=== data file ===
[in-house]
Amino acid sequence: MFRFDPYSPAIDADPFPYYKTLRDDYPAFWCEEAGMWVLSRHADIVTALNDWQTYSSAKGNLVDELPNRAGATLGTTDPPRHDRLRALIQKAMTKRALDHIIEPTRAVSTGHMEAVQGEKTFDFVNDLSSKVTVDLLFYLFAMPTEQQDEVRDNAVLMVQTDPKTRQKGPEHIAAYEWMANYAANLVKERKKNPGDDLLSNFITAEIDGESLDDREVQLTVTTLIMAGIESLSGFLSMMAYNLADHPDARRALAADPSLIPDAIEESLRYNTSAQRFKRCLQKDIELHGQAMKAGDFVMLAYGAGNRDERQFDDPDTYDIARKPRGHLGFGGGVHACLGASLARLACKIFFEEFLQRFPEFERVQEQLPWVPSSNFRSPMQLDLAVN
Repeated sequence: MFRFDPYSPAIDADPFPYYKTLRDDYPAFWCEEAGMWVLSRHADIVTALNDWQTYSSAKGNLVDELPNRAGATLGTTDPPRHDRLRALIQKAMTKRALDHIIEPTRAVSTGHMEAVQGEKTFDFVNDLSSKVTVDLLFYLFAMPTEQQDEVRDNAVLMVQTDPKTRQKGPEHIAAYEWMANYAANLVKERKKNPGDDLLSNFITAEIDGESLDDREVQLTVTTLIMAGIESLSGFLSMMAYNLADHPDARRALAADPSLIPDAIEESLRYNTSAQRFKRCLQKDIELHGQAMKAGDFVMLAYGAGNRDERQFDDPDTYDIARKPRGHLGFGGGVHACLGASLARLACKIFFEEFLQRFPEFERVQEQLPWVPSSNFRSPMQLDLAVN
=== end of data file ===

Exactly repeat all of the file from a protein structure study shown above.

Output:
[in-house]
Amino acid sequence: MFRFDPYSPAIDADPFPYYKTLRDDYPAFWCEEAGMWVLSRHADIVTALNDWQTYSSAKGNLVDELPNRAGATLGTTDPPRHDRLRALIQKAMTKRALDHIIEPTRAVSTGHMEAVQGEKTFDFVNDLSSKVTVDLLFYLFAMPTEQQDEVRDNAVLMVQTDPKTRQKGPEHIAAYEWMANYAANLVKERKKNPGDDLLSNFITAEIDGESLDDREVQLTVTTLIMAGIESLSGFLSMMAYNLADHPDARRALAADPSLIPDAIEESLRYNTSAQRFKRCLQKDIELHGQAMKAGDFVMLAYGAGNRDERQFDDPDTYDIARKPRGHLGFGGGVHACLGASLARLACKIFFEEFLQRFPEFERVQEQLPWVPSSNFRSPMQLDLAVN
Repeated sequence: MFRFDPYSPAIDADPFPYYKTLRDDYPAFWCEEAGMWVLSRHADIVTALNDWQTYSSAKGNLVDELPNRAGATLGTTDPPRHDRLRALIQKAMTKRALDHIIEPTRAVSTGHMEAVQGEKTFDFVNDLSSKVTVDLLFYLFAMPTEQQDEVRDNAVLMVQTDPKTRQKGPEHIAAYEWMANYAANLVKERKKNPGDDLLSNFITAEIDGESLDDREVQLTVTTLIMAGIESLSGFLSMMAYNLADHPDARRALAADPSLIPDAIEESLRYNTSAQRFKRCLQKDIELHGQAMKAGDFVMLAYGAGNRDERQFDDPDTYDIARKPRGHLGFGGGVHACLGASLARLACKIFFEEFLQRFPEFERVQEQLPWVPSSNFRSPMQLDLAVN